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“Khoncha Time”: Artsakh family reopens its food outlet in Yerevan. Arushanyans’ story of displacement

November 08 2023, 10:49

The once completely clean city of Stepanakert literally drowned in garbage after September 19, Anahit Arushanyan, who was forcibly displaced from Artsakh, tells Alpha News.

The capital of Artsakh, which Anahit was used to seeing clean, and the people, who were always neatly dressed, were not the same anymore after Azerbaijan launched an attack on September 19. Many Artsakh residents who were evacuated from the areas under the sounds of Azerbaijan’s rocket attacks took refuge in Stepanakert. Anahit says that they stayed in the basements for 24 hours, and only after the ceasefire did they leave shelters to go back to their homes. All these few days, people lived in uncertainty.

“The blasts were heard very close; that day they did not stop even for a minute. We were in the basement, and it seemed to us all that this would soon end. We didn’t even imagine that the enemy could enter the city. But after two or three hours, we already heard gun bursts from the city. We lost hope that we would be saved. None of us even imagined that Armenians would leave Artsakh in one or two days,” Anahit says.

As Anahit recalls, in those days, chaos reigned in Stepanakert. People remained in limbo, and due to disrupted communications, they had no information about each other.

“In those days, people united as one family. Together, we baked bread on the stoves, treated each other, and shared everything we had,” she says.

Anahit’s family left Artsakh due to uncertainty. According to her, there were rumors that everyone should leave their homes, and people did not know what to do or how to deal with the current situation. Thus, people were forced to leave their native land to save their children.

“On September 25, at noon, we left home, stood in line for 8 hours in Stepanakert, and our car did not move. We drove for 39 hours; the worst thing was that we didn’t know whether we would make it or not. We were in limbo, constantly doubting whether we would be allowed to go to Armenia or sent back. We already thought that we would not get there. In Stepanakert, when we stood motionless in the car queue for eight hours, we heard a loud sound. It was raining heavily, and we thought that it was lightning. We did not even imagine that these were the sounds of an explosion. Then we learned that there had been a blast at the gas station. I immediately called my brother and told him that we were not injured,” Anahit says.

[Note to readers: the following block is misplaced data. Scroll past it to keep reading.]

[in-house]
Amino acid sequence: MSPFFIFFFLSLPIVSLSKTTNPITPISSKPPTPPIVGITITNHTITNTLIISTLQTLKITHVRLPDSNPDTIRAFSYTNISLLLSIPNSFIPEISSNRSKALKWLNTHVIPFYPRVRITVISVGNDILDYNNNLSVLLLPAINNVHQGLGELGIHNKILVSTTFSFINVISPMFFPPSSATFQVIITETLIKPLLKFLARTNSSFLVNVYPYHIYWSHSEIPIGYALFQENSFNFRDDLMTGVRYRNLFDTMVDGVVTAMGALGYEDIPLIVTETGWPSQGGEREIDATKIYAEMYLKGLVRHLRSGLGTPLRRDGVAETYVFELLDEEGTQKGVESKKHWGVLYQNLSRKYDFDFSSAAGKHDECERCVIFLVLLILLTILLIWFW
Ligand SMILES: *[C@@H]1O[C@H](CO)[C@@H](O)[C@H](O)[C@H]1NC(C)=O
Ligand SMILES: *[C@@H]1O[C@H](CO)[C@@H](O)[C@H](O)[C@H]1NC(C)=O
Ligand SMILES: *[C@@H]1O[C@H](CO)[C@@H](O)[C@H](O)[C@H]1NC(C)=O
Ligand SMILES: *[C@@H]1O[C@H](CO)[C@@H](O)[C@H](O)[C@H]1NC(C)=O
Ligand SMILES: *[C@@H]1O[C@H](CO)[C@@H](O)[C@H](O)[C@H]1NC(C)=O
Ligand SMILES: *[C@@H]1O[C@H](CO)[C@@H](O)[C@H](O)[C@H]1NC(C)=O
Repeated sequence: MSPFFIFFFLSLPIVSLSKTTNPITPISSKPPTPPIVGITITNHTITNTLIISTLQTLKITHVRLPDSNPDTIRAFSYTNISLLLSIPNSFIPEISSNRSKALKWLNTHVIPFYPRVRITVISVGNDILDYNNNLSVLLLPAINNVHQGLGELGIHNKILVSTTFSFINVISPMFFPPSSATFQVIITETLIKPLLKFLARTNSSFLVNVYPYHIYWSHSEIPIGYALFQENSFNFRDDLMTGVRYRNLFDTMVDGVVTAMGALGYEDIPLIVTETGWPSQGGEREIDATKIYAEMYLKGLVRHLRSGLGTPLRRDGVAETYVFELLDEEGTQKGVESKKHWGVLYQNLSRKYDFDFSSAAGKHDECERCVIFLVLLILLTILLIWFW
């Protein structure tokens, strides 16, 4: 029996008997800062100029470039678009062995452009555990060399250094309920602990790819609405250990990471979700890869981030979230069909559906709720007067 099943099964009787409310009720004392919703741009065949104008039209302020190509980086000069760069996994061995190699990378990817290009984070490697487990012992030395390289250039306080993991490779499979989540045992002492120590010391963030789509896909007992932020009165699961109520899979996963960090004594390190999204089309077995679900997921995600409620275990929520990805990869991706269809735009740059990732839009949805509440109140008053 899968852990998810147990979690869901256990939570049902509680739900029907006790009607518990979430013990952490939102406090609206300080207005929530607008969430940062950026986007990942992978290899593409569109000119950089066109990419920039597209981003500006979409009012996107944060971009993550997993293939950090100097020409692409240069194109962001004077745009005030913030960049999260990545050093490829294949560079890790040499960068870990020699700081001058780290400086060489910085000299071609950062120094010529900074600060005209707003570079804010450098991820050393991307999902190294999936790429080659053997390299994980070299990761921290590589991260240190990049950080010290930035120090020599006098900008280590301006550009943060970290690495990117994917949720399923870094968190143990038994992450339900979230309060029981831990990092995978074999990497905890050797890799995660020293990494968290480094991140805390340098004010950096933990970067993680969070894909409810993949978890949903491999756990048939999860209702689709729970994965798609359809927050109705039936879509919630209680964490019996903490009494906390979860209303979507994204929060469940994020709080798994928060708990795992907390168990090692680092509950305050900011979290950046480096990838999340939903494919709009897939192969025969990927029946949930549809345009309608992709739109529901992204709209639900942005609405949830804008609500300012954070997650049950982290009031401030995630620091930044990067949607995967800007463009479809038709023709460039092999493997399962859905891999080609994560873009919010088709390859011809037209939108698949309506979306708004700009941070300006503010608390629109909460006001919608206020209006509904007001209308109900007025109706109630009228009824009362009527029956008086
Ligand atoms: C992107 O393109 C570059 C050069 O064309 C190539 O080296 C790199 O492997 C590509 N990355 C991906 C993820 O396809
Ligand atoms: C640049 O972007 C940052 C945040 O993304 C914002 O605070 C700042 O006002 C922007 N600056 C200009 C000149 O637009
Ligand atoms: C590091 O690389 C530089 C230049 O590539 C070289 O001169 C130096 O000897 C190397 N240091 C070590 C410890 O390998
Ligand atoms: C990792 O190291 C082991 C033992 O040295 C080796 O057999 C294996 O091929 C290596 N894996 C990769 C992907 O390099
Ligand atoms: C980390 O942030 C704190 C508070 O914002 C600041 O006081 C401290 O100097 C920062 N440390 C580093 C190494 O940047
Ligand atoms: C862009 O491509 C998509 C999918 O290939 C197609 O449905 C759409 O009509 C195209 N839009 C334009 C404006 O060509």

When Anahit’s family reached the Hakari Bridge, the Azerbaijanis demanded that the men get out of their cars, then they checked the trunks, and only then were they allowed to cross the bridge. However, Azerbaijanis did not stop there. Anahit’s father, a participant in the First Artsakh War, was forced to cross the Hakari Bridge on foot.

“When we left Artsakh, I kept wondering what will happen to my father when we reach the Hakari Bridge. He was forced to cross the bridge on foot. Azerbaijani journalists tried to approach him, but my father began to cough loudly so that they would not approach him, and he succeeded,” Anahit recalls.

During registration in Vayk, the Arushanyan family was offered to stay in Kapan or Meghri, but they rejected this offer. Anait has her own point of view on this matter: “I will never live in the border area with my children. Maybe I can live there, but my children should not.”

The four-room apartment they lived in in Stepanakert is now replaced by a rented two-room apartment. The living conditions are comfortable; Anahit does not complain, but the children have not yet fully adapted to the new school. Anahit is confident that they will overcome these difficult moments.

“Everything was taken away from us—our home, our homeland,” says Anahit. She emphasizes that she will return to Artsakh on one condition: if it is Armenian and if the Artsakh flag flies there.

Many people in Stepanakert know the Arushanyan family. They owned a food outlet called “Khoncha Time”, and “Khoncha” means tray in the Artsakh dialect.

“Khoncha Time” has already opened in Yerevan. All Artsakh residents who miss the delicious and varied dishes prepared by the Arushanyans can visit “Khoncha Time” at 24 Nar-Dos Street. The Arushanyans are also lovingly waiting for local residents and promise to serve a variety of dishes prepared according to Artsakh recipes.